Religion and Science: A Beautiful Friendship?
just prolongs the search for a model until we find one that meets the stringent condition of taking into
account of all the evidence (13).
It is said that it takes ten years to get good at anything. Well, it's taken humans more like ten thousand
years to get good at building mode ls. For most of human history, our mode ls lacked explanatory power.
Models of that kind are often dismissed as myths. It's more fruitful to think of myths as early mode ls,
stepping stones to better ones. We now understand some things far better than our ancestors and other
things not much better at all. But the overall trend is that we keep coming up with better explanations and,
as more and more of us turn our attention to model building, our models are improving faster and our
ability to usurp Nature's power is growing. To what purpose?
We'll discuss a variety of responses to this question in the sequel. Religion famously heeds us to "separate
the wheat from the chaff," and we'd be remiss if we did not apply this proverb to beliefs of every kind,
inc luding those of religion itself.
"An eye for an eye" comes down to us from King Hammurabi (18th century, BCE) who had it carved in
stone at a time when there was no distinction between religion and science. It can be usefully understood
not just as a formula for punishment, but rather as a simple descriptive mode l of how humans behave.
When we're injured or abused, our immediate impulse is to do unto the perpetrator what's been done to us.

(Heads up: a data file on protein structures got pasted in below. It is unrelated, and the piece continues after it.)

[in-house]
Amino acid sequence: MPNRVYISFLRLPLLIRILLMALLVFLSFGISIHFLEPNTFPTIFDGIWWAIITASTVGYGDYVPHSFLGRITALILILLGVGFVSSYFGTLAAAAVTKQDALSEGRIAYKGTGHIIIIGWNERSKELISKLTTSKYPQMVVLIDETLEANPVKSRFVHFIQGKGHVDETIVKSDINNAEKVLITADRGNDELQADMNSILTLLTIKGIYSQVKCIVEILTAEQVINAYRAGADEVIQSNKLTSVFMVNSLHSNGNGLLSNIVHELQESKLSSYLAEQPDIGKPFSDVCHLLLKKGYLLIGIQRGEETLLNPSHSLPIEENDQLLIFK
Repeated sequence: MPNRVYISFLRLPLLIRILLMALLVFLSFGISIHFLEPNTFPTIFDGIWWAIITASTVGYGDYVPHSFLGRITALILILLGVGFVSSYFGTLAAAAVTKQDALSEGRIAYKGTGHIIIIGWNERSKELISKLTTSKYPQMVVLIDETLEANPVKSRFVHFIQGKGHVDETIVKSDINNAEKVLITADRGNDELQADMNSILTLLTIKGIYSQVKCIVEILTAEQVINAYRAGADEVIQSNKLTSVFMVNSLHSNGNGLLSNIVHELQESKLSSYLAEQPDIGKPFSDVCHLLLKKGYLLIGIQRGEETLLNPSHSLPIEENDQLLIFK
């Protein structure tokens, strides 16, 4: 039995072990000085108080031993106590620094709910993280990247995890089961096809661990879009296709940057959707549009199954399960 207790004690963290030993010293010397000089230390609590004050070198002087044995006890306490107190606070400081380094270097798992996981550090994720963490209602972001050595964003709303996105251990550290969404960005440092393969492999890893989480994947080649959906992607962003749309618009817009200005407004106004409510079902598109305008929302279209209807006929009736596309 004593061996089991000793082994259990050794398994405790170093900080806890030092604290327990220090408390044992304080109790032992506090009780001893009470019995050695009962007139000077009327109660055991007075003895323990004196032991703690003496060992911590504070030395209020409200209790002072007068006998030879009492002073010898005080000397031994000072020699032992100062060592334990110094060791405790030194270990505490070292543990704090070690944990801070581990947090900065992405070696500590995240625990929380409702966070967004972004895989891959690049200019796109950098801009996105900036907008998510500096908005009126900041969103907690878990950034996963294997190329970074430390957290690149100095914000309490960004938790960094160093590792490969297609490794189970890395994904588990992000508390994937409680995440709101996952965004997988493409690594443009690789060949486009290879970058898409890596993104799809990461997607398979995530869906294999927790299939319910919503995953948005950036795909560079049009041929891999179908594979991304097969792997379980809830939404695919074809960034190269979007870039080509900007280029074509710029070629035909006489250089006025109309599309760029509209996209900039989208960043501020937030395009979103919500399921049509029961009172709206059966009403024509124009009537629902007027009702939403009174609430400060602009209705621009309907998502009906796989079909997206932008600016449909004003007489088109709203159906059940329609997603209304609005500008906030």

We call it biblica l justice. Often, victims of predation are not satisfied with merely getting even, but rather
are inclined to "better the instruction," as Shylock points out in The Merchant of Venice. Escalation
follows. Not to stand up to the perpetrator of a predatory act is to signal weakness and invite a follow -up
that may bring death or enslavement.
It may be hard to tell who started a feud because the initia l act of predation lies buried in a disputed past
and escalation has since blurred the picture. A pattern of reciprocal indignities is what we see today in any
number of ongoing conflicts around the world. At some point, it becomes more important to find a way to
interrupt the cycle of revenge than to assign blame.
Attempts to stop cycles of predation by "turning the other cheek" can be suicida l unless they're part of a
broad-based strategy of civil disobedience, and even then can result in great harm to protestors. Religious
teachings, decoupled from political pressure, have seldom been enough to prevent predation or to arrest
the cycles of vengeance that tend to ensue.
On the other hand, turning the other cheek, in the form of forgiveness—as institutiona lized, for example,
in "Truth and Reconciliation" commissions—is the only thing that can permanently end a cycle of
The golden rule embodies a symmetry reminiscent of those that turn up everywhere in physics mode ls. A
variant of the golden rule can be found in virtua lly every religion, ethical code, or moral philosophy (14).
Do not do to others what would cause pain if done to you.
Treat not others in ways that you yourself would find hurtful.
What you do not want done to yourse lf, do not do to others.